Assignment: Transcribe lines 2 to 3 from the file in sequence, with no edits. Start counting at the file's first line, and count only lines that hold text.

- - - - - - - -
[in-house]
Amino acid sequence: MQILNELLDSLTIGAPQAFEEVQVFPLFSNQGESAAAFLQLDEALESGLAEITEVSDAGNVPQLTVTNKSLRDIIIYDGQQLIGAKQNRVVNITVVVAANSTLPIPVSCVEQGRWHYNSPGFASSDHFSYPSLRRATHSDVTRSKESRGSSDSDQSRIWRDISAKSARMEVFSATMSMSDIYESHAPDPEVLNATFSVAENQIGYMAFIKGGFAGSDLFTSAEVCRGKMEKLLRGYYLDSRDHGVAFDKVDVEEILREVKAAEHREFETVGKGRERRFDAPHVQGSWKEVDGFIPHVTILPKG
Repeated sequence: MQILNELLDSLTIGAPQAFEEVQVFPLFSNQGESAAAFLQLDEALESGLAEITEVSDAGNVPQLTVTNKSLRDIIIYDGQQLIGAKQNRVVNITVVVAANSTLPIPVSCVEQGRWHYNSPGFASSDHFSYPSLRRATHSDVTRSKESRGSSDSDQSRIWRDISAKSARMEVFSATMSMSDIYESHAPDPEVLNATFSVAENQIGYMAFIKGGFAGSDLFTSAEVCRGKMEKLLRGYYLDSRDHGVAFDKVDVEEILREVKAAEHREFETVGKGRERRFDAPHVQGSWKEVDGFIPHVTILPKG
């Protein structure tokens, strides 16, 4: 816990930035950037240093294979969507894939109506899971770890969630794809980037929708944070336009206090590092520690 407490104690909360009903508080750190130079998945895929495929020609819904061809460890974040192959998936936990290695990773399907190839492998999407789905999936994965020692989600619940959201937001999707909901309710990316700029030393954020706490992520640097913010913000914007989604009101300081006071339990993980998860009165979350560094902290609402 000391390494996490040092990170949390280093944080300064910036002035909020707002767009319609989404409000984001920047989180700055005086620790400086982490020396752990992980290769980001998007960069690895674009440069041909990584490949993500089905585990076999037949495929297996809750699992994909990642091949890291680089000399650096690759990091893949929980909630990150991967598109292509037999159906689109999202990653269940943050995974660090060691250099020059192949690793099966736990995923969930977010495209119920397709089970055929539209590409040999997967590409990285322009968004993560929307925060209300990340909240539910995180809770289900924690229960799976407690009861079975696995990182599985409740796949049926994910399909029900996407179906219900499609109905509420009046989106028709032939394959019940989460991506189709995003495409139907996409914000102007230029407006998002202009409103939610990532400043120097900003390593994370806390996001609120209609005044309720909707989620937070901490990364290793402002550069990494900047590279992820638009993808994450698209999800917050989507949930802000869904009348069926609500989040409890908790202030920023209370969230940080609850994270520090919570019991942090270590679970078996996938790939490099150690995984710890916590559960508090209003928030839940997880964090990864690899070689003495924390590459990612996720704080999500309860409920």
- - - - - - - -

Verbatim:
Amino acid sequence: MQILNELLDSLTIGAPQAFEEVQVFPLFSNQGESAAAFLQLDEALESGLAEITEVSDAGNVPQLTVTNKSLRDIIIYDGQQLIGAKQNRVVNITVVVAANSTLPIPVSCVEQGRWHYNSPGFASSDHFSYPSLRRATHSDVTRSKESRGSSDSDQSRIWRDISAKSARMEVFSATMSMSDIYESHAPDPEVLNATFSVAENQIGYMAFIKGGFAGSDLFTSAEVCRGKMEKLLRGYYLDSRDHGVAFDKVDVEEILREVKAAEHREFETVGKGRERRFDAPHVQGSWKEVDGFIPHVTILPKG
Repeated sequence: MQILNELLDSLTIGAPQAFEEVQVFPLFSNQGESAAAFLQLDEALESGLAEITEVSDAGNVPQLTVTNKSLRDIIIYDGQQLIGAKQNRVVNITVVVAANSTLPIPVSCVEQGRWHYNSPGFASSDHFSYPSLRRATHSDVTRSKESRGSSDSDQSRIWRDISAKSARMEVFSATMSMSDIYESHAPDPEVLNATFSVAENQIGYMAFIKGGFAGSDLFTSAEVCRGKMEKLLRGYYLDSRDHGVAFDKVDVEEILREVKAAEHREFETVGKGRERRFDAPHVQGSWKEVDGFIPHVTILPKG